This year, the climate crisis has rarely been off our screens. As well as causing planetary chaos, it is beginning to be a further factor impacting on mental health. The Royal College of Psychiatrists has declared a mental health emergency caused by ecological emergencies and the Association for Child and Adolescent Mental Health is devoting a whole issue of its journal to this subject shortly. Several recent studies have found climate distress to be very common in young people, many of whom feel worried about the future and helpless in terms of changing it.
However, research is showing that many people (including children) find climate action to be empowering and that it reduces feelings of anxiety about the ecological crisis. This doesn’t mean that we all need to turn into Greta Thunberg. But, we can focus on small, achievable actions, and aim for progress, not perfection.
So, if you are looking to make your Christmas that little bit more sustainable, thanks to Jen Gale, we’ve got a few simple suggestions up our sleeves. Instead of trinkets that will likely be quickly consigned to the ‘stuff drawer’, consider filling stockings with edible treats and charity shop finds. Why not invest in reusable Christmas crackers, or try this eco-friendly option, where each contains a £2 donation to charity? Opt for recyclable wrapping paper and paper or washi tape and, it might sound a bit ‘Blue Peter’, but turning old Christmas cards into gift tags is another easy win. There are lots of eco-conscious gifts on the market (check out this great advice). Just be careful to avoid ‘greenwashing’ (where companies make misleading claims about their green credentials) and buy from reputable suppliers.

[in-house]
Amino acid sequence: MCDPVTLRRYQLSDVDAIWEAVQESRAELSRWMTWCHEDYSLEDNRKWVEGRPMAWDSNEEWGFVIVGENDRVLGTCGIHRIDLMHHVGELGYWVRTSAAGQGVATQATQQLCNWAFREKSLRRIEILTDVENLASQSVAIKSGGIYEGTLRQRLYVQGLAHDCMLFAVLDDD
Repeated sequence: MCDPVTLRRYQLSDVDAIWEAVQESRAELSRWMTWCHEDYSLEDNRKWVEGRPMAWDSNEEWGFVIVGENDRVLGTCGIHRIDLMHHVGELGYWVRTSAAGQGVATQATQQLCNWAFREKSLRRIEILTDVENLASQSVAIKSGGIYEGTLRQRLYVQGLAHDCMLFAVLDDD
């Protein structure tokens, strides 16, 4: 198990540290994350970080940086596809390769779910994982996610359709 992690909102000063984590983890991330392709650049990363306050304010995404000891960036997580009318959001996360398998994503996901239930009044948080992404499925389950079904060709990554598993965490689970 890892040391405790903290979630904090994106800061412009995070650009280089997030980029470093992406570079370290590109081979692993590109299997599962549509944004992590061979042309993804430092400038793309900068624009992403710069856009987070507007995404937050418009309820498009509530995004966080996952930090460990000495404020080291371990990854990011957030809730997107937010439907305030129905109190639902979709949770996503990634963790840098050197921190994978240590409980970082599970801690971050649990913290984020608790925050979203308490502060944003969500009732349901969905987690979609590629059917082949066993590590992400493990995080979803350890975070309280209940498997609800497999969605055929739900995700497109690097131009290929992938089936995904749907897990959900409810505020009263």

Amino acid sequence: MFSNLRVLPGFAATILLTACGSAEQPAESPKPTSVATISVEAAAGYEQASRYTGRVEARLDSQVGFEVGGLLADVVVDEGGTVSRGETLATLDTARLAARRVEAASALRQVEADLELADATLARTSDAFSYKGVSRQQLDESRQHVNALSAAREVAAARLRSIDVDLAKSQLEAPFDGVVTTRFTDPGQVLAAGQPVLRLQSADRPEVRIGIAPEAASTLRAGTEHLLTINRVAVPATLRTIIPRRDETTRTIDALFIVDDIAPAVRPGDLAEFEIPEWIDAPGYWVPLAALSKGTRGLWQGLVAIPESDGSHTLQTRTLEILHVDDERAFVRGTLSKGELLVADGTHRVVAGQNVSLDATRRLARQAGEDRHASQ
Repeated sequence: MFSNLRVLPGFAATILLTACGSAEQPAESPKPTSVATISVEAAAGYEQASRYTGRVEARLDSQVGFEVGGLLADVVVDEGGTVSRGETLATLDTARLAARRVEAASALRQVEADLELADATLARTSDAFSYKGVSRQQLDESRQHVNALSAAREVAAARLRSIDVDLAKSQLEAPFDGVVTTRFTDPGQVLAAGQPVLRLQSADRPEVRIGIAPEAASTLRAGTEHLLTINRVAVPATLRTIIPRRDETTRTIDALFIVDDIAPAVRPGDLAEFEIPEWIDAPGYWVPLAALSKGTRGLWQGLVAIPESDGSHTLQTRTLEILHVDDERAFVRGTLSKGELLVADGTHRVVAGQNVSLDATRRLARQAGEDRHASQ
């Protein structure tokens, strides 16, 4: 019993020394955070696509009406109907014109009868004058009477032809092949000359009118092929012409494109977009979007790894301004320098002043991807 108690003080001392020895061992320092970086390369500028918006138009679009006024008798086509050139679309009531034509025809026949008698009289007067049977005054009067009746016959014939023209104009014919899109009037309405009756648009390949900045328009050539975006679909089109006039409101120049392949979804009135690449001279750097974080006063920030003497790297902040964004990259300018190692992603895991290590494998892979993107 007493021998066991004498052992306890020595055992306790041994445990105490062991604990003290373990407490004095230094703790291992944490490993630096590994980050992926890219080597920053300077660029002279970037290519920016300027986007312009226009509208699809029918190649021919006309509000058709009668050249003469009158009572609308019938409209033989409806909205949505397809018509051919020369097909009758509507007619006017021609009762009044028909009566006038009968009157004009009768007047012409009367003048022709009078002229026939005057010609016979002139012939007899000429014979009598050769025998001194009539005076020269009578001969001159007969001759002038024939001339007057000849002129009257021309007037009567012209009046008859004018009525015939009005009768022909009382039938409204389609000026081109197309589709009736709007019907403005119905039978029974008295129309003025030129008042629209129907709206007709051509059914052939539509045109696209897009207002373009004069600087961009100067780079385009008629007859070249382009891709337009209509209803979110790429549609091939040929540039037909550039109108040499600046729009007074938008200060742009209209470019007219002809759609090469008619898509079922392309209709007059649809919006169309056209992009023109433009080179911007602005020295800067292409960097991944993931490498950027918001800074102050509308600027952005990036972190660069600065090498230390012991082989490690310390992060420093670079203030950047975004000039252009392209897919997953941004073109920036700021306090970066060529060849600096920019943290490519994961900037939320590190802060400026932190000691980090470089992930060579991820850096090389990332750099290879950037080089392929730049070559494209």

Gifting an experience, rather than an object, is another great solution, as is regifting, gifting vintage finds, or gifting your time.
- Support -
There are so many charities to support that it is hard to decide on which one to go for. With a focus on families, I would suggest buying from hospital wishlists via Child’s Play Charity, who support hospitals worldwide or from Choose Love, a charity which sends emergency supplies to displaced families. We also love The Flying Seagull Project, which sends entertainers to refugee camps and provides much needed joy in difficulty.
Why not be a Secret Santa for a vulnerable child, with options such as bundles of warm clothes, food for a day, or a Christmas gift? To support children in your own area with a Christmas gift, check out Give Hope from the Children’s Society or Cash For Kids.